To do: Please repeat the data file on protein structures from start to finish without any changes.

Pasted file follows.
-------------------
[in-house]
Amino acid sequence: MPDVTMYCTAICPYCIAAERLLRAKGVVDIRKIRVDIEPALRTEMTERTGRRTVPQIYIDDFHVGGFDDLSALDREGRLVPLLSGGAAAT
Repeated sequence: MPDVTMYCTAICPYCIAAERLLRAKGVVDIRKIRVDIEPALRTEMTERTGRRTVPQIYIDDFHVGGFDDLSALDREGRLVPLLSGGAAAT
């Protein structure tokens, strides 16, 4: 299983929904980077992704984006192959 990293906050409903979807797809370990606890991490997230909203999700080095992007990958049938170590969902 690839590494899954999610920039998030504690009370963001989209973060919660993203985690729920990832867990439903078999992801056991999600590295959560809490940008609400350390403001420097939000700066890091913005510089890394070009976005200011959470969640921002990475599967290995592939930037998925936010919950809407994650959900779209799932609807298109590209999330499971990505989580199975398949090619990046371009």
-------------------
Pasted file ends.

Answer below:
[in-house]
Amino acid sequence: MPDVTMYCTAICPYCIAAERLLRAKGVVDIRKIRVDIEPALRTEMTERTGRRTVPQIYIDDFHVGGFDDLSALDREGRLVPLLSGGAAAT
Repeated sequence: MPDVTMYCTAICPYCIAAERLLRAKGVVDIRKIRVDIEPALRTEMTERTGRRTVPQIYIDDFHVGGFDDLSALDREGRLVPLLSGGAAAT
């Protein structure tokens, strides 16, 4: 299983929904980077992704984006192959 990293906050409903979807797809370990606890991490997230909203999700080095992007990958049938170590969902 690839590494899954999610920039998030504690009370963001989209973060919660993203985690729920990832867990439903078999992801056991999600590295959560809490940008609400350390403001420097939000700066890091913005510089890394070009976005200011959470969640921002990475599967290995592939930037998925936010919950809407994650959900779209799932609807298109590209999330499971990505989580199975398949090619990046371009």